While people in low- and middle-income countries are often at greater risk than those in high-income countries, fake medicines are a global problem. Fake medicines are reported in virtually every region of the world. In high income countries, incidence of fake medicines is less than 1% of market value according to the estimates of the countries concerned. Figures about sales of fake medicines rise to 10% globally, but in some areas of Asia, Africa and Latin America fake medicines may account for up to 30% of medicines in circulation. In Africa, one-third of all malaria medicines are probably fake . It is estimated that one medicine in two purchased on illegal Internet sites that hide their physical address is fake. Fake medicines can mimic brand-name or generic prescription or over-the-counter medicines. Nearly any type of pharmaceutical product can be and has been counterfeited: whether 'lifestyle' medicines, including erectile dysfunction and weight loss medicines, or lifesaving medicines including those used to treat malaria, tuberculosis, HIV/AIDS, cancer, heart disease, diabetes and other life-threatening conditions.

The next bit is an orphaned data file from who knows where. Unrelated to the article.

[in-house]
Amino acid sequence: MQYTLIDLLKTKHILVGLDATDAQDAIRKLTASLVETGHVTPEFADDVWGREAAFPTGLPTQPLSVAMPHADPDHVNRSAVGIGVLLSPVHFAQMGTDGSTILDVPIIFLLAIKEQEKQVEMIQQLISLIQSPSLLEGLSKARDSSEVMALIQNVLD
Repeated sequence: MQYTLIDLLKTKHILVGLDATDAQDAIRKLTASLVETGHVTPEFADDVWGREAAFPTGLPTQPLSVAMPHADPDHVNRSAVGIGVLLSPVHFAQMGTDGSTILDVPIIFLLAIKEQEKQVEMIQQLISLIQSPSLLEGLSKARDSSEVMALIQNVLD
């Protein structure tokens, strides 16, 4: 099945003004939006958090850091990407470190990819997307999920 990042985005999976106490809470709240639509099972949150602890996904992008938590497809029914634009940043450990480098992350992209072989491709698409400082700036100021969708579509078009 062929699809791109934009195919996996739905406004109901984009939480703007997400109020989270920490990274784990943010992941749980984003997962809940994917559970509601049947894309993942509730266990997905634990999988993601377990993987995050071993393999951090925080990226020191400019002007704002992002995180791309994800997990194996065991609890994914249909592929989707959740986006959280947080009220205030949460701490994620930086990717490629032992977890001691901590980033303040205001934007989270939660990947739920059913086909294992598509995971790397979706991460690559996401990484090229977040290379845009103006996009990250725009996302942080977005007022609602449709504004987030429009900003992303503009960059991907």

Ten Global Health Organizations United In A Worldwide Campaign To Protect Patients From Fake Medicines
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